Motorola Xoom great tablet with short-lived charger

I was a bit skeptical about the tablet form factor for awhile, but then I’m like a prematurely old man in my early aversion to new technologies. I’ve been coming around of late though, and now find myself in the market for a tablet. So when the opportunity came to review the Motorola Xoom, I was eager to dive in.

On paper, the Xoom has everything I’m looking for in a tablet: sleek iPad-like design, but it runs Google’s new Android Honeycomb OS. Apple’s iPad is definitely the gold-standard in terms of design and OS functionality, but for me it has a few deal-breaking drawbacks: lack of Flash support, the closed nature of the platform, and the lack of support or need for expensive additions for things such as additional storage or HDMI out.

The Xoom meets most of those must-haves for me. It has a 10” LCD display with 1280 x 800 resolution – I want a tablet primarily for media consumption and Web browsing, and if I’m jumping-up from a smartphone-sized screen stopping at 7” seems silly – go big or go home. The glossy screen holds smudges pretty well, but what touch-screen doesn’t?

Related Story : Motorola Xoom Wi-Fi expected in Canada April 8

It has a sleek black finish, looks modern, and feels solid without getting too heavy. It offers micro USB out as well as mini-HDMI out to connect your tablet to a television or monitor to watch your media, something the iPad requires pricey add-ons for. There’s also a micro SD slot to add up to an additional 32 GB of storage — something the iPad doesn’t offer – although this feature won’t be enabled until an update to Google Android expected shortly.

Other hardware features include front (2 megapixel) and rear (5 megapixel) cameras with a flash on the back camera. The cameras work fine, but I can’t see the Xoom being my primary camera – it’s just too huge. I’d feel goofy. It’s fine for casual use though, and the flash is a nice touch. The speakers are acceptable for a tablet, and there’s a headphone jack as well.

On the inside, the Xoom is powered by an Nvidia Tegra dual core processor backed-up by 1GB of RAM, which worked fine for me playing with different apps and watching movies and other video.

Before I move into the software operation, which will be more about Honeycomb than anything Xoom-specific, one major issue I had with the Xoom was the charger. You can’t charge via the micro USB cable (a significant shortcoming, in my view) so you need to rely on the proprietary AC cable. We had the Xoom for a week; the charger stopped working by day three and the Xoom was a brick by day six. A Web search told me broken chargers are a wide-spread Xoom problem; one they should fix. You can swap it out by going to the retailer if it’s under warranty, but that’s no excuse for poor production quality.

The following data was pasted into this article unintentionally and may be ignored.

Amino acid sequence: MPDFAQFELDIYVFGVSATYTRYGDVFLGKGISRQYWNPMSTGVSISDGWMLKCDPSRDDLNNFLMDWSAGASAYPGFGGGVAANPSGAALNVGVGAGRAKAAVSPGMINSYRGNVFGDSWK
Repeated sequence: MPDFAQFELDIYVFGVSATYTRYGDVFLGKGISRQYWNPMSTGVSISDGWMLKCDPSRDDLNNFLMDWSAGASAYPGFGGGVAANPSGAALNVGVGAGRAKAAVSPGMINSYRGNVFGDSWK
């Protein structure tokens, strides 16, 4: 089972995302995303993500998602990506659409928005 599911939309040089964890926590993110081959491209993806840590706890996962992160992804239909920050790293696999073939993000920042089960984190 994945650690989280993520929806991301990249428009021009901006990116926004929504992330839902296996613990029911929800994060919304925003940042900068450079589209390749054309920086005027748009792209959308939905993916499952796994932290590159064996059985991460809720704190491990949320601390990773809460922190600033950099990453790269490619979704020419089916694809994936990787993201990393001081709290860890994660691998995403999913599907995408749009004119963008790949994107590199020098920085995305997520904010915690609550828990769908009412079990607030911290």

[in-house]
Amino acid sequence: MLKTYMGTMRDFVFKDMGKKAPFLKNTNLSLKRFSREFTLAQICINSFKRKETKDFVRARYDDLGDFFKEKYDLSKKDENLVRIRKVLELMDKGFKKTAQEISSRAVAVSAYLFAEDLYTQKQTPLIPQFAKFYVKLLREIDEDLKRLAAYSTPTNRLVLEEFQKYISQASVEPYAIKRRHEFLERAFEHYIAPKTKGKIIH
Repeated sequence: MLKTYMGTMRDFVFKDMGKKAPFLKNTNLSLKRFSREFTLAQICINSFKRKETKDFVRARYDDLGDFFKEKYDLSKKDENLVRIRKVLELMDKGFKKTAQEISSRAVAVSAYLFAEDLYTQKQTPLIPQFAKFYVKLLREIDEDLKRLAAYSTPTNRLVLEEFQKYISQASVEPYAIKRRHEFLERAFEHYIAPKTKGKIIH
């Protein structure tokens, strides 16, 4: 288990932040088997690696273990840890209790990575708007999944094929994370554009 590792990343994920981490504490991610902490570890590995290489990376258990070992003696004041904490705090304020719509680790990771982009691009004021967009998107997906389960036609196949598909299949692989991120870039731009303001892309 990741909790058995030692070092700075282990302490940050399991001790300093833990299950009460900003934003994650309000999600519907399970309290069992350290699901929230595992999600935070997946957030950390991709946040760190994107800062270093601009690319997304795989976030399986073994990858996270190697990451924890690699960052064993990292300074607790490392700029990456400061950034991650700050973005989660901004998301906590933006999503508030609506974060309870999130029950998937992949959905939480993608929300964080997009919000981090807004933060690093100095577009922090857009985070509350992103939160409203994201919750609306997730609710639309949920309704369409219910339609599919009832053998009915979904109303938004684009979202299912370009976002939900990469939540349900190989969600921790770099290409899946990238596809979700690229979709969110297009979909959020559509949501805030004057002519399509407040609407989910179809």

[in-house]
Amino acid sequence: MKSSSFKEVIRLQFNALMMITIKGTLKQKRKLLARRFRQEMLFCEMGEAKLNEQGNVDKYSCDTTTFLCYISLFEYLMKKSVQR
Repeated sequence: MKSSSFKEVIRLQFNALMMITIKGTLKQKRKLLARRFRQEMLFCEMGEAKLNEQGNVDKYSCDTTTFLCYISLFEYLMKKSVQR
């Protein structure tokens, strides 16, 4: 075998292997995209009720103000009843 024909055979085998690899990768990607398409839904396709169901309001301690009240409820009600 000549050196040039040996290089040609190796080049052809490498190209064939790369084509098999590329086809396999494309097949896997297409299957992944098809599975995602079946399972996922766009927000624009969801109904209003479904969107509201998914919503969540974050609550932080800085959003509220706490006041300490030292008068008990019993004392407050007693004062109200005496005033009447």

That said, when I did have power I enjoyed the Xoom and the Google Android Honeycomb experience, and it did hold that last charge fairly well before giving-up the ghost. I didn’t have time to properly test the battery life, but I’d say you’ve got a fullbusiness day worth of heavy use and a few days of stand-by time with a full charge.

Honeycomb is a fairly intuitive and easy to navigate OS, and I liked the ability to add widgets. The Android Market has a nice collection of applications both free and for sale, and Angry Birds was my first download. Lots of fun. I was also able to integrate my Gmail account easily. Connecting to the Web via WiFi was a simple process, and the Xoom supports 802.11 a/b/g/n.

I did have some challenges adding video, mainly having to convert it to .mp4 format. There’s no media software or desktop management software with the Xoom so you need to have an application and the knowledge to convert your .avi or .wmv to .mp4 before loading it to the tablet – not super-challenging but a bit to ask of non-techie users.

I’d have liked more time before the battery died to put the Xoom through its paces – it feels like I only got a taste. The charger issues would give me pause before I bought one – the proprietary dongle is just so small although it’s apparently the folding prongs that give way. However, besides the charger issues and the lack of desktop management software to more easily move files back and forth, the Xoom is a quality tablet that gives the non-Apple fans out there a good choice for an iPad alternative.

Jeff Jedras ended up buying an Acer Iconia tablet for his own personal use. He hopes the charger holds out. Follow him on Twitter: @JeffJedrasCDN.

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Jeff Jedras
Jeff Jedras
Jeff Jedras is a technology journalist with IT World Canada and a member of the IT Business team. He began his career in technology journalism in the late 1990s, covering the Ottawa technology sector for Silicon Valley North and the Ottawa Business Journal. He later covered the technology scene in Vancouver before joining IT World Canada in Toronto in 2005, covering enterprise IT for ComputerWorld Canada and the channel for Computer Dealer News. His writing has also appeared in the Vancouver Sun & the Ottawa Citizen.

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